• I did not make a very big dent in my TBR. At the beginning of 2016, the number of Australian titles in that pile was 128. It soon swelled thanks to a few review copies coming my way and the very many purchases I made (well, I had to buy the shortlisted titles for the Stella and Miles Franklin, didn’t I). By year’s end it stood at 116. Oops.
  • I did not read any pre-mid-20th century classics (I had to abandon Christina Stead’s The Man Who Loved Children in the summer when I changed jobs and no longer had the bandwidth to cope with it).
  • I did not read any books by Kate Grenville, Alex Miller or Randolph Stow,  all Australian writers listed on my favourite authors page.

All up it was a brilliant year of reading, and I hope you had as much fun following along as I did in reading and reviewing so many fabulous books. I thought it might be useful to provide a list of everything I read, so here it is. The books marked * made my top 10 favourite reads of the year.

FICTION

PSYCHOLOGICAL THRILLER
CRIME
LITERARY FICTION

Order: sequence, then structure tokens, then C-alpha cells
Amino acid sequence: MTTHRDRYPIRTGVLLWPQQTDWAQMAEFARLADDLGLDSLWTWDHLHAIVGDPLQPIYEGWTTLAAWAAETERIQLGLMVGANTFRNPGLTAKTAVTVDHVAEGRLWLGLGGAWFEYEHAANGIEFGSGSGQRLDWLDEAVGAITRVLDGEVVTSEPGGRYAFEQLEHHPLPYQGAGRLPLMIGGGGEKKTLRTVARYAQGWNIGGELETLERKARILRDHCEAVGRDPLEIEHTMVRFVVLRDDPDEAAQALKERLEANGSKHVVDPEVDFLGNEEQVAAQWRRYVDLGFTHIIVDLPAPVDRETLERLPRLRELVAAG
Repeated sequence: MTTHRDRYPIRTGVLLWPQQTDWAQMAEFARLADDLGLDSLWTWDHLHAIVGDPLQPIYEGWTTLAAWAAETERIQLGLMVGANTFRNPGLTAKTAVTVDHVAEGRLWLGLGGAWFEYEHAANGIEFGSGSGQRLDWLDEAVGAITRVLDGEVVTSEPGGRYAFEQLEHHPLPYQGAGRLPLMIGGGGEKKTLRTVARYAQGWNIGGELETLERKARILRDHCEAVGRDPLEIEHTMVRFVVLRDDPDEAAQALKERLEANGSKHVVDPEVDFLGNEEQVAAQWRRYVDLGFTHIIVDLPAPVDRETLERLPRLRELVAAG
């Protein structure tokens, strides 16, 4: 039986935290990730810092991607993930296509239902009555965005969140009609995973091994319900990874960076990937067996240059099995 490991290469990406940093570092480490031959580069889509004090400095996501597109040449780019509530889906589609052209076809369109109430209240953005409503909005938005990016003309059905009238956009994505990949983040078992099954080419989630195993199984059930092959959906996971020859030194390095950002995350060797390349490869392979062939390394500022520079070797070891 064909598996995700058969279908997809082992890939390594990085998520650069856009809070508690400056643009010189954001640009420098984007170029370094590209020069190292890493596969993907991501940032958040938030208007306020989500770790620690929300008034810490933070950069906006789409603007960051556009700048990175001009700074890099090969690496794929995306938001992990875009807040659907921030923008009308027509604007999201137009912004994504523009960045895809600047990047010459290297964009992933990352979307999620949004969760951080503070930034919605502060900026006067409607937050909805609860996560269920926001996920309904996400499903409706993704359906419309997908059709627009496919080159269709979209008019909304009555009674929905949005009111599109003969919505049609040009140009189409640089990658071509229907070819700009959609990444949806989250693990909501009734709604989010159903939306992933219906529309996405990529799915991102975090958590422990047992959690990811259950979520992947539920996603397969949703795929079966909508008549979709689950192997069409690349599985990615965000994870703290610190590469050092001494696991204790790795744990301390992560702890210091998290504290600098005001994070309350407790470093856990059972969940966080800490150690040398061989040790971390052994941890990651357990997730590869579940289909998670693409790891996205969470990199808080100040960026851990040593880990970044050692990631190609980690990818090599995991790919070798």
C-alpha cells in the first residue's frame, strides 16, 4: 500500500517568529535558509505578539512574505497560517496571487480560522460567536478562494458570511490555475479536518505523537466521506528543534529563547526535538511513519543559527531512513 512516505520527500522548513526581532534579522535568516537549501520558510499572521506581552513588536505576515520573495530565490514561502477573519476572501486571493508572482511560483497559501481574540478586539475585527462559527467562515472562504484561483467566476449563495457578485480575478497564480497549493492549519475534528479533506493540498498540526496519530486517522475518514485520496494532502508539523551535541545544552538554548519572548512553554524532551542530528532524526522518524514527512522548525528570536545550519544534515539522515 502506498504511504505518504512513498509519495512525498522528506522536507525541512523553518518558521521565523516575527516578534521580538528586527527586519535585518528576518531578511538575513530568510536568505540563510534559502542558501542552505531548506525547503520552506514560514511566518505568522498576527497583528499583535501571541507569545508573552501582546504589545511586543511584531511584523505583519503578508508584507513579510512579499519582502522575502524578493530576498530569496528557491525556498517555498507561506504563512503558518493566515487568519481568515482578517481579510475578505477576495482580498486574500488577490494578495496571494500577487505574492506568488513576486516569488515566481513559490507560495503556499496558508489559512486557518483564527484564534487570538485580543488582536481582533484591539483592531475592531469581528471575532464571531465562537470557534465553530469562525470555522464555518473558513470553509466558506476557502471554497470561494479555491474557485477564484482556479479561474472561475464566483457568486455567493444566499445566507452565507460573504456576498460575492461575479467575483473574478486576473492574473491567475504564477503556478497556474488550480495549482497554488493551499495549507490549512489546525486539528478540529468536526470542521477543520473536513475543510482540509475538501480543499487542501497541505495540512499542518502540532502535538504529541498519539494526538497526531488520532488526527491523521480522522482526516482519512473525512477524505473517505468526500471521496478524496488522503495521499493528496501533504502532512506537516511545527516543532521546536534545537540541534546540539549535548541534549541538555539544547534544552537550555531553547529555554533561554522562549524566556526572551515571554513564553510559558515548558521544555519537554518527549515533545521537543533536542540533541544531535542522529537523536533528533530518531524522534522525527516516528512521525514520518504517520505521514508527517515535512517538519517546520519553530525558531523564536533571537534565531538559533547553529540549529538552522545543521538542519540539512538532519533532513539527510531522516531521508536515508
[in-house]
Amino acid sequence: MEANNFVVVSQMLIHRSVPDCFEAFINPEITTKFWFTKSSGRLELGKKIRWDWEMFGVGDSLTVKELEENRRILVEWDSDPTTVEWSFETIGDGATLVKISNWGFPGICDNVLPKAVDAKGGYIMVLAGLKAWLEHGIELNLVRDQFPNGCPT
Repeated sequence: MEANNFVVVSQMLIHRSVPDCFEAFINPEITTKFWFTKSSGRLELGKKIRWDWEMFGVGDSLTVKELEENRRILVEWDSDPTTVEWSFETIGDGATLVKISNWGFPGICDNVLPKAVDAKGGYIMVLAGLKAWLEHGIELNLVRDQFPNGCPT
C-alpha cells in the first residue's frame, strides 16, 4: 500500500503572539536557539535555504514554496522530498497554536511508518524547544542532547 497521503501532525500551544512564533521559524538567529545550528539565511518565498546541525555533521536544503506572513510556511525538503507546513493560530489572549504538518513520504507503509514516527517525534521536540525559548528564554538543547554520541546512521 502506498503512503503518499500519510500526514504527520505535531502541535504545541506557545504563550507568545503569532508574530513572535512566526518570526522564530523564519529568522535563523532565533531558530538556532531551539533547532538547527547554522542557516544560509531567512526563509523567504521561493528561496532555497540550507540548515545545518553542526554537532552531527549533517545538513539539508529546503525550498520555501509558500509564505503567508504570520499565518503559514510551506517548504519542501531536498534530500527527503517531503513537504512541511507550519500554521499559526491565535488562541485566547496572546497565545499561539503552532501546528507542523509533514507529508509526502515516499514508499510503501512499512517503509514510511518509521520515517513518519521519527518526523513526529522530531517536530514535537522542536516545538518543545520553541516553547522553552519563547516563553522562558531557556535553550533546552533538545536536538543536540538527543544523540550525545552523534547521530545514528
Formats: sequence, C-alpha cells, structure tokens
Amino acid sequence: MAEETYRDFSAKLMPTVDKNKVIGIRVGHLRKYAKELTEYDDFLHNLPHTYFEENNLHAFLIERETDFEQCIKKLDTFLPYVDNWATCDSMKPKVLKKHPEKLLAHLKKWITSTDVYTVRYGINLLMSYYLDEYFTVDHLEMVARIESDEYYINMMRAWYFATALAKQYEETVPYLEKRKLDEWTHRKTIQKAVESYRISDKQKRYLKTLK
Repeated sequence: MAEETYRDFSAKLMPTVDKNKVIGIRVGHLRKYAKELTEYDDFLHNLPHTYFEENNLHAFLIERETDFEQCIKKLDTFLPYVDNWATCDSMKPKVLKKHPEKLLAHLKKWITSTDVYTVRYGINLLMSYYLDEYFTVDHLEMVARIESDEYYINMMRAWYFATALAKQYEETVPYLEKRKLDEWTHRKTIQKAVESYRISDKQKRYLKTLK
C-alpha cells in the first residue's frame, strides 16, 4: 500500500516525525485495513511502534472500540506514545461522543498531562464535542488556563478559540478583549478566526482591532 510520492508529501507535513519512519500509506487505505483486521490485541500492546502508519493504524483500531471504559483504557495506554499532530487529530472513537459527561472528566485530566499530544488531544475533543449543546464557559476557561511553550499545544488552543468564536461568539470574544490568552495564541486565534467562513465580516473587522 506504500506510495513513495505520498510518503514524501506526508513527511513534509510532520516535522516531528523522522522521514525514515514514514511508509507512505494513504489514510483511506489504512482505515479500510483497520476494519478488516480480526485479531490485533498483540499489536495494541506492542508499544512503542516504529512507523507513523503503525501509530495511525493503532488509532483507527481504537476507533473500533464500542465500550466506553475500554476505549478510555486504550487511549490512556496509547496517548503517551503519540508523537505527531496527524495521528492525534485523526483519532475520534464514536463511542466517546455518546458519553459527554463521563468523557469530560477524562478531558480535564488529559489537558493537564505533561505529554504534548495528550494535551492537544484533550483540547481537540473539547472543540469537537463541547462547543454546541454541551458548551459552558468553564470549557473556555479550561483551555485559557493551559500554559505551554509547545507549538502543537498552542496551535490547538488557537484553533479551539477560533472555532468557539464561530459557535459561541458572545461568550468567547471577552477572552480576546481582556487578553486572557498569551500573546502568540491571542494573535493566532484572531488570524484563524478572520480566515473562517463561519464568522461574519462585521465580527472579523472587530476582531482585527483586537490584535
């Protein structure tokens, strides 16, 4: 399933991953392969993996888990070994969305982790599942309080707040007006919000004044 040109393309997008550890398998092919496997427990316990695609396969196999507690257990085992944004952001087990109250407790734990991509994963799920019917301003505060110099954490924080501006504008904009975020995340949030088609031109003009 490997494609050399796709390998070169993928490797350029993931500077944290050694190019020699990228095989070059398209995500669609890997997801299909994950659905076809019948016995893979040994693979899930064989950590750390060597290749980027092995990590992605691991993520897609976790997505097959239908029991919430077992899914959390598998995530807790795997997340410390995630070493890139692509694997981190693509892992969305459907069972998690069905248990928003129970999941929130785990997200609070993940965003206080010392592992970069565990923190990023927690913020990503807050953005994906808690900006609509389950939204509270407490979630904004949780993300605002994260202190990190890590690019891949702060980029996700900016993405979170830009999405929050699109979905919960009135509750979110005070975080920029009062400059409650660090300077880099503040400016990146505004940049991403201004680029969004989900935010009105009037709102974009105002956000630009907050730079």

HISTORICAL FICTION
DYSTOPIAN FICTION
EXPERIMENTAL FICTION
SHORT STORIES

NON-FICTION

TRUE CRIME
ESSAYS
MEMOIR

Reading Australia 2016

Australia, Author, David Malouf, literary fiction, Publisher, Reading Australia 2016, Setting, Vintage Australia

‘Harland’s Half Acre’ by David Malouf

Harland's Half Acre by David Malouf

Fiction – paperback; Vintage; 240 pages; 1999.

There’s no doubt that David Malouf is one of Australia’s finest writers — and Harland’s Half Acre, first published in 1984, is testament to that. I read it wholly absorbed by the story within, but mostly enamoured of the lush, beautifully evoked prose that marks Malouf as a true literary giant.

This novel is one of those “great epics” that charts one man’s life from cradle to grave and in doing so tells the story of Australia’s history in microcosm from before the Great War to the late 20th century. At its heart is a moral certainty about the ways in which people can rise above their circumstances to follow their dreams, and the challenges associated with leading an artistic and unconventional life, especially at a time when Australian art was viewed as second-class compared with almost anything coming out of Europe.

A second chance

When the book opens we meet a young Frank Harland living in a single-roomed shack in the Queensland bush. He’s only a toddler. His mother has died, leaving his father, Clem, a widower at the age of 23 with two young sons to raise. Clem doesn’t waste time getting remarried, and when his new wife falls pregnant, Frank, who has become a bit of a handful, is sent away to live with Clem’s older sister on a farm.